GGJ03-1

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Main Page The great Gospel of John Volume 3 GGJ03-1 Chapter


Chapter 1 - The oracle of Delphi

1,1. (Julius:) “Among the Greeks and the Romans there were always men who, even if they were not Jews and had not been educated in their schools of prophets, nonetheless had a divine inspiration and recognized it as such.

1,2. Once when Croesus, King of the Lydians, wanted to wage a war against the Persians, it mattered very much to him to find out in advance whether the war would turn out favorably or unfavorably for him. But who would shed light on this for him? He thought to himself for a while, and said, “There is any number of oracles; no doubt one of them will surely be able to tell me the truth! But who will decide for me afterwards which oracle has told the truth? Ha!” he thought to himself again, and said, “I will sound out the oracles beforehand and then we shall see which oracle is useful!”

1,3. After this he took a lamb and a tortoise, cut both of them into small pieces, put them together into an iron pot, covered it with an iron lid and then put this mixture on the fire until it boiled. But beforehand he sent explorers to Delphi, to Aba in the land of the Phokers, to the old Dodona, to Amphiaraos and Trophonios, to consult the oracle on the one hundredth day after the departure from Sardis about what was bothering him at that moment; for during this time he was cooking his lamb and his tortoise in the aforementioned way.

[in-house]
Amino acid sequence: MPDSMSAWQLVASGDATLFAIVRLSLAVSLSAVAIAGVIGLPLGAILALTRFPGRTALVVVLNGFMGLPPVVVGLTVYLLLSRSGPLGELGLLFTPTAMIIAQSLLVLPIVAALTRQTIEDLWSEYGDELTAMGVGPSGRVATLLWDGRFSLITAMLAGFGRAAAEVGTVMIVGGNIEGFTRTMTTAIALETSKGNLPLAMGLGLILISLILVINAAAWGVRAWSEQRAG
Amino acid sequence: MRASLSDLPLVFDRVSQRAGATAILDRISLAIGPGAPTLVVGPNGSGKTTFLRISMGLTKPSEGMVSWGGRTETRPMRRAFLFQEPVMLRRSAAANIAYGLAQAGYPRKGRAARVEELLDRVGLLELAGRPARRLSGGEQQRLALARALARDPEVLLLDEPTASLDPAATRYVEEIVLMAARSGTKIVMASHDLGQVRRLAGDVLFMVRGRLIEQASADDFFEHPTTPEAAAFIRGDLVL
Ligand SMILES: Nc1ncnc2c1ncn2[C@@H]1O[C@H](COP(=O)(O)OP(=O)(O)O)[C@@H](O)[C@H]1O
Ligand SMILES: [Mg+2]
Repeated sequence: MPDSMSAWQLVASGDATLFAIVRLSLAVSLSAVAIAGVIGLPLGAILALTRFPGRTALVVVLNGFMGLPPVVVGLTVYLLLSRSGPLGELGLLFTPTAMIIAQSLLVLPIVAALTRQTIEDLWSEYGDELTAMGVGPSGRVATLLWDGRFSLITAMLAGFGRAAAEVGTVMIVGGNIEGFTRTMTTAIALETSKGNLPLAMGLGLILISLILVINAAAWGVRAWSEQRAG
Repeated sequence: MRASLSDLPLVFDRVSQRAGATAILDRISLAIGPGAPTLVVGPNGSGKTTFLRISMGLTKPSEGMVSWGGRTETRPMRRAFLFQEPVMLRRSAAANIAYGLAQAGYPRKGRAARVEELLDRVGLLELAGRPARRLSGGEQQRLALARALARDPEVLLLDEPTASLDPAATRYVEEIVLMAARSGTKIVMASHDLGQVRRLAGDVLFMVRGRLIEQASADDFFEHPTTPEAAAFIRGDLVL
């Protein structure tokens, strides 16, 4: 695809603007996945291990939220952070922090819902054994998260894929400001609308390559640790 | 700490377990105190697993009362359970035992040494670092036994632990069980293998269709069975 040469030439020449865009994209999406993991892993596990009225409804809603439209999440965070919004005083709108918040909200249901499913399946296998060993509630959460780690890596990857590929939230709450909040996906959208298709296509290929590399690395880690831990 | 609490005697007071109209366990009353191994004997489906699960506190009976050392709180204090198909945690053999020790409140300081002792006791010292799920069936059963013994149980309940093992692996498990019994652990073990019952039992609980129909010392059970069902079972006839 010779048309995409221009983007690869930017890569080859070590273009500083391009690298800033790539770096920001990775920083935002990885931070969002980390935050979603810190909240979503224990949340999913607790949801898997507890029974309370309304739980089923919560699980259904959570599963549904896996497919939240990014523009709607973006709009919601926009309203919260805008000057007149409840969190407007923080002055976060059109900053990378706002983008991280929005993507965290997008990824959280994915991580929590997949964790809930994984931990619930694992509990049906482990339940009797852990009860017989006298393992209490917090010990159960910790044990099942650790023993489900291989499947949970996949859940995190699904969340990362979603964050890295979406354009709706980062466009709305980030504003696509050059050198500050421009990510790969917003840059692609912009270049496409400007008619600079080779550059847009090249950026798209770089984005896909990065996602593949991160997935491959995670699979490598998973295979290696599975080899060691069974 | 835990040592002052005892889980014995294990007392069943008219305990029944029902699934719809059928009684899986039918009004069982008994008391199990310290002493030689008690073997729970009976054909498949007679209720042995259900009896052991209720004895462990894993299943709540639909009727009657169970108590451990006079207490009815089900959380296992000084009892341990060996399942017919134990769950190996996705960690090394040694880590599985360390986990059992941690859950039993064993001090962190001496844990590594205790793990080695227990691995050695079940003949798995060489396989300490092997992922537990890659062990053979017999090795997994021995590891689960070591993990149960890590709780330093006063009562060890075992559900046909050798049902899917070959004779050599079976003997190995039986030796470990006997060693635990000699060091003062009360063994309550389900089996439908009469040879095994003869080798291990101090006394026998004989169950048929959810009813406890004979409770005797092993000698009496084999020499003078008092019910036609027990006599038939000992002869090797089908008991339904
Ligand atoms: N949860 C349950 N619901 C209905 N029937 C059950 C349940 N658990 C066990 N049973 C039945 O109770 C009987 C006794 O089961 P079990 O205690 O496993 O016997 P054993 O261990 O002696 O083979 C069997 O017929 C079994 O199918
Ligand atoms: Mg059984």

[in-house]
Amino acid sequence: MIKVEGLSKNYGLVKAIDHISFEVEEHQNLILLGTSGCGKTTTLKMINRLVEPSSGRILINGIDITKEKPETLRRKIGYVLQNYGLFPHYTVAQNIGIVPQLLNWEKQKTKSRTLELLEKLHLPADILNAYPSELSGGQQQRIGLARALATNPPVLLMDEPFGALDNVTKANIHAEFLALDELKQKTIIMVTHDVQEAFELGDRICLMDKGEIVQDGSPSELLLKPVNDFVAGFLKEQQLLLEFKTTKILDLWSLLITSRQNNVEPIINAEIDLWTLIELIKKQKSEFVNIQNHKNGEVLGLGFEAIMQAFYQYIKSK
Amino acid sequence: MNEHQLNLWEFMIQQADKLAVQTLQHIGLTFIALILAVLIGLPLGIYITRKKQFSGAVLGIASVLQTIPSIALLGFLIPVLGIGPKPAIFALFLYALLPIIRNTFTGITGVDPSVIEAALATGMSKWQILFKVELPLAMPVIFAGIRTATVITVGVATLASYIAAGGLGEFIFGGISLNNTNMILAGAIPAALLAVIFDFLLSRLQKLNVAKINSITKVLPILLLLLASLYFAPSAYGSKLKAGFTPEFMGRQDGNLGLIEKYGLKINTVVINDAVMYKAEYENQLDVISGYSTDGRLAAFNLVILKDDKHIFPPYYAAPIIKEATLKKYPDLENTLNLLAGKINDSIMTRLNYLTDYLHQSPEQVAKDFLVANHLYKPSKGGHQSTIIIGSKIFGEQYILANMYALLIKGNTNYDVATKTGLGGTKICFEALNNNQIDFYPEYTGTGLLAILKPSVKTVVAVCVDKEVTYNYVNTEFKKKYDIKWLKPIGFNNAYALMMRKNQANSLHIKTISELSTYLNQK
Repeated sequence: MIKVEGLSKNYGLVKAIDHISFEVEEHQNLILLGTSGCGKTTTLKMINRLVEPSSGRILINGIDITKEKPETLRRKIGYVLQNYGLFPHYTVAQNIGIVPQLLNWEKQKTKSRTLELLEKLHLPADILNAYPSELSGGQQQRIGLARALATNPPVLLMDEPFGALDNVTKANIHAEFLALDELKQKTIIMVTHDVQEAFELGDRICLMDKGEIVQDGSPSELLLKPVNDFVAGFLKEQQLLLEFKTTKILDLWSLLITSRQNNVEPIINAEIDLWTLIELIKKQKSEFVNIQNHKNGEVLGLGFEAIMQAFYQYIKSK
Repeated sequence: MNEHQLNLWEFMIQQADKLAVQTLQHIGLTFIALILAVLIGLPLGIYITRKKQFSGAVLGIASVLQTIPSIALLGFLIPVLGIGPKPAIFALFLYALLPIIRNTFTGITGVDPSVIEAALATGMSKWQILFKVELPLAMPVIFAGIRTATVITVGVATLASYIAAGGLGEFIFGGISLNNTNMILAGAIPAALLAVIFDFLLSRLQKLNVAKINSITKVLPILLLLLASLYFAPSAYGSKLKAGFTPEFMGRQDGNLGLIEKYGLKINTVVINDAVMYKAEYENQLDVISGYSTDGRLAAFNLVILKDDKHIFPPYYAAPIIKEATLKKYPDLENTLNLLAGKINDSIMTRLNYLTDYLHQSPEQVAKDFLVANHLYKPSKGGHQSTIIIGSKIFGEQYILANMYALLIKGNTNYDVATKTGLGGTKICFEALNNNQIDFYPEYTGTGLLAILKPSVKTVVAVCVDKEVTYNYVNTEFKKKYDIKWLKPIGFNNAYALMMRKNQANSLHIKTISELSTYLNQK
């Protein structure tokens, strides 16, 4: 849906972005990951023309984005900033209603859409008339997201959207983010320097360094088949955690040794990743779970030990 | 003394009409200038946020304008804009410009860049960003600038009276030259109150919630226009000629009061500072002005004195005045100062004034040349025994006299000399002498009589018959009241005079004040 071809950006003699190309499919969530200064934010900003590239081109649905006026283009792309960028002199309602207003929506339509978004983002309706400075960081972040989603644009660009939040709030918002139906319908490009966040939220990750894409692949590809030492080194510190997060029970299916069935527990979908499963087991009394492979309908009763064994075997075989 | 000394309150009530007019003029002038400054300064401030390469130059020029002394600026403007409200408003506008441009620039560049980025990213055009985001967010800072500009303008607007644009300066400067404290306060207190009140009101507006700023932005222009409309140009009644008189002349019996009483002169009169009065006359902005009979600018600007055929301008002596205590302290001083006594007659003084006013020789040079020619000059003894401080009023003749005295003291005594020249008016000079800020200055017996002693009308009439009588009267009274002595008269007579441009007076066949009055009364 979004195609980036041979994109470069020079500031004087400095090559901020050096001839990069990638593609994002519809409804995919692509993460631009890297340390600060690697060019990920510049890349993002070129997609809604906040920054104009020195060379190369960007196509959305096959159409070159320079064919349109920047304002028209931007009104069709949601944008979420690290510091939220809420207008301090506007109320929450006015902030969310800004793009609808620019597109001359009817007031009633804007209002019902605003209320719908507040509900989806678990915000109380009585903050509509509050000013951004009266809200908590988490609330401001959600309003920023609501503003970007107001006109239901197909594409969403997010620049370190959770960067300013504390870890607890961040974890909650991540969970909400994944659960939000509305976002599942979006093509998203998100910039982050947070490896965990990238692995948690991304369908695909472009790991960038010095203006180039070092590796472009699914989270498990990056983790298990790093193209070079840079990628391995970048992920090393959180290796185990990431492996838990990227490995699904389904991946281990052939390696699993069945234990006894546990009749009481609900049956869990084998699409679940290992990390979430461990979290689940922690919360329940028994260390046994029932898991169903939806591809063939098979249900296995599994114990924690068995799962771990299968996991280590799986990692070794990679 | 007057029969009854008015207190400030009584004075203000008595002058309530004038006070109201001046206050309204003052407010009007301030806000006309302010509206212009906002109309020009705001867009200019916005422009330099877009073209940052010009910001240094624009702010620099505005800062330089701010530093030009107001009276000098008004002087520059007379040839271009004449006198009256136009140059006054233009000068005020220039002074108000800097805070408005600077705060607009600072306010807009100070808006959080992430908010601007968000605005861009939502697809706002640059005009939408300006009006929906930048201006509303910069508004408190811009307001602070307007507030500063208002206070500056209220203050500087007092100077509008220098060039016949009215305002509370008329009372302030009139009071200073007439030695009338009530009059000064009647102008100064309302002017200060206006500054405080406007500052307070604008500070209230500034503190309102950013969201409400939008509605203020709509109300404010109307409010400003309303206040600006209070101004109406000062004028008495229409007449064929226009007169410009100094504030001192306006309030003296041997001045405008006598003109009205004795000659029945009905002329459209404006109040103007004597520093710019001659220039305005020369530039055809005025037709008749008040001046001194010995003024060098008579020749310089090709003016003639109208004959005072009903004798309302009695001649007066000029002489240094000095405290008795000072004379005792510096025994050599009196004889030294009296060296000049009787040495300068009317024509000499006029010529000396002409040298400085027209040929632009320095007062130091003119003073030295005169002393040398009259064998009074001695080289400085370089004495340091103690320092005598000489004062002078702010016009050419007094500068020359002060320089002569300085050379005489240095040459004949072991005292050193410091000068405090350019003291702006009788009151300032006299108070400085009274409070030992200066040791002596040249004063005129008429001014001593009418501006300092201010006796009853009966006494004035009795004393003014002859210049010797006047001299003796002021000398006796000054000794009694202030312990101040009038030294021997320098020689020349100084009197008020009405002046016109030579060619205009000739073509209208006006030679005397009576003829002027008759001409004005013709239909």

1,4. Most of the oracles gave such complicated answers that probably no-one could ever make head or tail of them; but the oracle at Delphi said, as usual, in hexameters:

1,5. ‘See, I count the sand, I know the distances of the sea / I hear even the mute, and I harkens to the silent themselves / Now a smell penetrates my senses just as if / tortoise mixed with lamb cooked in ore / ore is underneath, ore is the covering above.’

1,6. After this test he asked the oracle of Delphi whether he should do battle against the Persians, but received the well-known answer that, if he went across the Halys, a great kingdom would be brought down! He asked the oracle a third time whether his reign would be long. And the Pythia answered:

1,7. ‘If a mule one day has dominion as king over the Medes / then, tender-footed Lydian, fly away to the stony Hermos! / Do not hesitate, neither fear the disgrace of cowardly haste!’

1,8. According to the oracle’s own interpretation, which it gave after the capture of Croesus, the mule was to be understood as Cyrus, his victor, because he was begotten of a distinguished Medes, a daughter of Astyages, and of a Persian father who was subservient to her.

1,9. The very same Croesus also once asked the oracle if his son, who was mute, could not get better, and received the answer:

1,10. ‘Lydian, although a great ruler, yet of a foolish heart / do not long to hear in your palace the besought / voice of your speaking son! Trust will avail you better! / Know this, he will speak first on the unluckiest day!’

1,11. And you see! On the day when Sardis was conquered, a furious Persian went for Croesus to knock him to the ground. At this the fear and dread loosened the son’s tongue, and the son spoke: ‘Man, do not kill Croesus!’ That was the first word by the mute son and in the future he could always speak his whole life long.

1,12. You see, this oracle was, as remarked earlier, no temple of wisdom from the Jewish school of prophets! But who could dispute the existence of some divine inspiration after the veritable examples cited?!”

Main Page The great Gospel of John Volume 3 GGJ03-1 Chapter